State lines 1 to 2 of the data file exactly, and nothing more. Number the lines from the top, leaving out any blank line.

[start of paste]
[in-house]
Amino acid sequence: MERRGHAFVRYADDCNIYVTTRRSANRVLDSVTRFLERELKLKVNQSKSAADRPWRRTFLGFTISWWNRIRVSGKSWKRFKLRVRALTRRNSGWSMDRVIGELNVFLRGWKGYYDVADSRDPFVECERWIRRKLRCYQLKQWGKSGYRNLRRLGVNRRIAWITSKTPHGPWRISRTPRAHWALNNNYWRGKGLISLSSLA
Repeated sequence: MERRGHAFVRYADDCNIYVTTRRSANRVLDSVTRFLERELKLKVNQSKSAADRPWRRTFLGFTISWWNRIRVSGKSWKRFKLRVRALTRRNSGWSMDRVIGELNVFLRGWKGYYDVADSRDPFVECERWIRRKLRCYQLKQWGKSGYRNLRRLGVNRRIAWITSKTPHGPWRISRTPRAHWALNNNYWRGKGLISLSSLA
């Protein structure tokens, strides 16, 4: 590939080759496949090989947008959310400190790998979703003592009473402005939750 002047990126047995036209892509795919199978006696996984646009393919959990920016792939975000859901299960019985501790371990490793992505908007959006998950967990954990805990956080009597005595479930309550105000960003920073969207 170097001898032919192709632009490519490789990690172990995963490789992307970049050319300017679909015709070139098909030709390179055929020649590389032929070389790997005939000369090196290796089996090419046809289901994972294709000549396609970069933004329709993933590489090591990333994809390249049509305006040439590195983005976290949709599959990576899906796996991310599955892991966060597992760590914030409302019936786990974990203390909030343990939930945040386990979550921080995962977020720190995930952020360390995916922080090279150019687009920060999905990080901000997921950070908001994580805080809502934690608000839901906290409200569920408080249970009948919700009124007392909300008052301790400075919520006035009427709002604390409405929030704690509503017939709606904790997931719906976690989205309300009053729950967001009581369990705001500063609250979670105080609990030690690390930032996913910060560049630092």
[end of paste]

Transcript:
[in-house]
Amino acid sequence: MERRGHAFVRYADDCNIYVTTRRSANRVLDSVTRFLERELKLKVNQSKSAADRPWRRTFLGFTISWWNRIRVSGKSWKRFKLRVRALTRRNSGWSMDRVIGELNVFLRGWKGYYDVADSRDPFVECERWIRRKLRCYQLKQWGKSGYRNLRRLGVNRRIAWITSKTPHGPWRISRTPRAHWALNNNYWRGKGLISLSSLA